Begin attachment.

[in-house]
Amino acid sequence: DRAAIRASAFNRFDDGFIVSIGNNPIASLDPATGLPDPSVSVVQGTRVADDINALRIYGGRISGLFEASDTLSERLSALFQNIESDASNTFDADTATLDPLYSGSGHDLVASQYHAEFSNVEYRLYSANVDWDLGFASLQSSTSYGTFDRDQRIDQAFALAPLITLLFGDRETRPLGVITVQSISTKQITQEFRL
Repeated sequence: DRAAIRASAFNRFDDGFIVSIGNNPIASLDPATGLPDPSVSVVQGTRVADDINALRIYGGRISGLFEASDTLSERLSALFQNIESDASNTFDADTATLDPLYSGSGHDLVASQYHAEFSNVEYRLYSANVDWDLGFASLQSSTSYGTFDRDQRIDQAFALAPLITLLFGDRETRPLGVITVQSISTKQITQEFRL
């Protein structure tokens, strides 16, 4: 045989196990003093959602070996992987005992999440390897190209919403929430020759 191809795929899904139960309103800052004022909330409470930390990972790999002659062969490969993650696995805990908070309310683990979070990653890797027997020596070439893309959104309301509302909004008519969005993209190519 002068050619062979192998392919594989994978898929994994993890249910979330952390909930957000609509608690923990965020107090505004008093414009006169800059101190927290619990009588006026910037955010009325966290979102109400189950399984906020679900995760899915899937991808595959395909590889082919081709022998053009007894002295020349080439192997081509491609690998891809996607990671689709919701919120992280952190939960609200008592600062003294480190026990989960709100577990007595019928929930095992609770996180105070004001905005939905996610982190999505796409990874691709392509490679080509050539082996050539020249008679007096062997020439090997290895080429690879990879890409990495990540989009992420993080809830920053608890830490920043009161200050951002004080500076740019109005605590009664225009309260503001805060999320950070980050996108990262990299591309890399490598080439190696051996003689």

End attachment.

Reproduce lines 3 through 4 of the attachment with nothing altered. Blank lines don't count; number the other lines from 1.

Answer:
Repeated sequence: DRAAIRASAFNRFDDGFIVSIGNNPIASLDPATGLPDPSVSVVQGTRVADDINALRIYGGRISGLFEASDTLSERLSALFQNIESDASNTFDADTATLDPLYSGSGHDLVASQYHAEFSNVEYRLYSANVDWDLGFASLQSSTSYGTFDRDQRIDQAFALAPLITLLFGDRETRPLGVITVQSISTKQITQEFRL
């Protein structure tokens, strides 16, 4: 045989196990003093959602070996992987005992999440390897190209919403929430020759 191809795929899904139960309103800052004022909330409470930390990972790999002659062969490969993650696995805990908070309310683990979070990653890797027997020596070439893309959104309301509302909004008519969005993209190519 002068050619062979192998392919594989994978898929994994993890249910979330952390909930957000609509608690923990965020107090505004008093414009006169800059101190927290619990009588006026910037955010009325966290979102109400189950399984906020679900995760899915899937991808595959395909590889082919081709022998053009007894002295020349080439192997081509491609690998891809996607990671689709919701919120992280952190939960609200008592600062003294480190026990989960709100577990007595019928929930095992609770996180105070004001905005939905996610982190999505796409990874691709392509490679080509050539082996050539020249008679007096062997020439090997290895080429690879990879890409990495990540989009992420993080809830920053608890830490920043009161200050951002004080500076740019109005605590009664225009309260503001805060999320950070980050996108990262990299591309890399490598080439190696051996003689």